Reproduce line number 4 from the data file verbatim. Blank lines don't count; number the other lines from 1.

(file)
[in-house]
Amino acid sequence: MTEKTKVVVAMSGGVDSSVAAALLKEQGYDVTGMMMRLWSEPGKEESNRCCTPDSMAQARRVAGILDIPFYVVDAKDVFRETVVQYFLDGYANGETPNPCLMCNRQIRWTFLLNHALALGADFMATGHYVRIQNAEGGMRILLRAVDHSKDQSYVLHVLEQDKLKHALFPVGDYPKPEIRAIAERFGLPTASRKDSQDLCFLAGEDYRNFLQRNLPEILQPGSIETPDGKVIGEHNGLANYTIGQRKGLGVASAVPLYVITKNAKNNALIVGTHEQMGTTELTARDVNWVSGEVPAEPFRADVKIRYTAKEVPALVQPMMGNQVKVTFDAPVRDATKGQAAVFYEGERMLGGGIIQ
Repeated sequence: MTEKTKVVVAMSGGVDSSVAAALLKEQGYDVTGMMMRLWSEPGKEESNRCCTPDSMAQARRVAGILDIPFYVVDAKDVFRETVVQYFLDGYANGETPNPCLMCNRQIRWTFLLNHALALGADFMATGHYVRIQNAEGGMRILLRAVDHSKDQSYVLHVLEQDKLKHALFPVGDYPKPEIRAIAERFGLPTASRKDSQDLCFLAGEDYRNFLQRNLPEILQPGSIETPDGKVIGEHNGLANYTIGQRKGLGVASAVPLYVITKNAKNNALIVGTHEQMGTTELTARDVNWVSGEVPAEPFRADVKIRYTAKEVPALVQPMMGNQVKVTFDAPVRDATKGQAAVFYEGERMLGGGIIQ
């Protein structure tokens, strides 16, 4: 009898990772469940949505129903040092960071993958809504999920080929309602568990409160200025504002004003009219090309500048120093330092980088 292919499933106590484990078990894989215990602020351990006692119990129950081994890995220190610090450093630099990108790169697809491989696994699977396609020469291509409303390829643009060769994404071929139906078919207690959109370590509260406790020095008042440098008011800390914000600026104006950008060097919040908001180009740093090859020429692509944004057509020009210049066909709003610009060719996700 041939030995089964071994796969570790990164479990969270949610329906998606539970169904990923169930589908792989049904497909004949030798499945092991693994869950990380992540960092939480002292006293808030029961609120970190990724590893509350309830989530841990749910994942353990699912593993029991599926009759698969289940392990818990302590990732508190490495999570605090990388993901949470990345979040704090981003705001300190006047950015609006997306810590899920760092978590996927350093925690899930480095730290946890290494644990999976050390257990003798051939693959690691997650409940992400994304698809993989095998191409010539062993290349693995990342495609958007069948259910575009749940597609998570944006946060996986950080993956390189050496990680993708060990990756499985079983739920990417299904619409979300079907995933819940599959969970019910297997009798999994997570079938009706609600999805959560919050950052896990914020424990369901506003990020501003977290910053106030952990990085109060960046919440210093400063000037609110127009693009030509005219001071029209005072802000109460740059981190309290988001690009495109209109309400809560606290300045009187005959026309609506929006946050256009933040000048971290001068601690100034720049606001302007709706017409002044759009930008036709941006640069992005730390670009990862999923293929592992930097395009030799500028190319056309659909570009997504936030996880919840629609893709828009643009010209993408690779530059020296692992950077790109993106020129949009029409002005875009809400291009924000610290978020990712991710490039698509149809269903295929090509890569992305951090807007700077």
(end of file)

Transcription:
């Protein structure tokens, strides 16, 4: 009898990772469940949505129903040092960071993958809504999920080929309602568990409160200025504002004003009219090309500048120093330092980088 292919499933106590484990078990894989215990602020351990006692119990129950081994890995220190610090450093630099990108790169697809491989696994699977396609020469291509409303390829643009060769994404071929139906078919207690959109370590509260406790020095008042440098008011800390914000600026104006950008060097919040908001180009740093090859020429692509944004057509020009210049066909709003610009060719996700 041939030995089964071994796969570790990164479990969270949610329906998606539970169904990923169930589908792989049904497909004949030798499945092991693994869950990380992540960092939480002292006293808030029961609120970190990724590893509350309830989530841990749910994942353990699912593993029991599926009759698969289940392990818990302590990732508190490495999570605090990388993901949470990345979040704090981003705001300190006047950015609006997306810590899920760092978590996927350093925690899930480095730290946890290494644990999976050390257990003798051939693959690691997650409940992400994304698809993989095998191409010539062993290349693995990342495609958007069948259910575009749940597609998570944006946060996986950080993956390189050496990680993708060990990756499985079983739920990417299904619409979300079907995933819940599959969970019910297997009798999994997570079938009706609600999805959560919050950052896990914020424990369901506003990020501003977290910053106030952990990085109060960046919440210093400063000037609110127009693009030509005219001071029209005072802000109460740059981190309290988001690009495109209109309400809560606290300045009187005959026309609506929006946050256009933040000048971290001068601690100034720049606001302007709706017409002044759009930008036709941006640069992005730390670009990862999923293929592992930097395009030799500028190319056309659909570009997504936030996880919840629609893709828009643009010209993408690779530059020296692992950077790109993106020129949009029409002005875009809400291009924000610290978020990712991710490039698509149809269903295929090509890569992305951090807007700077």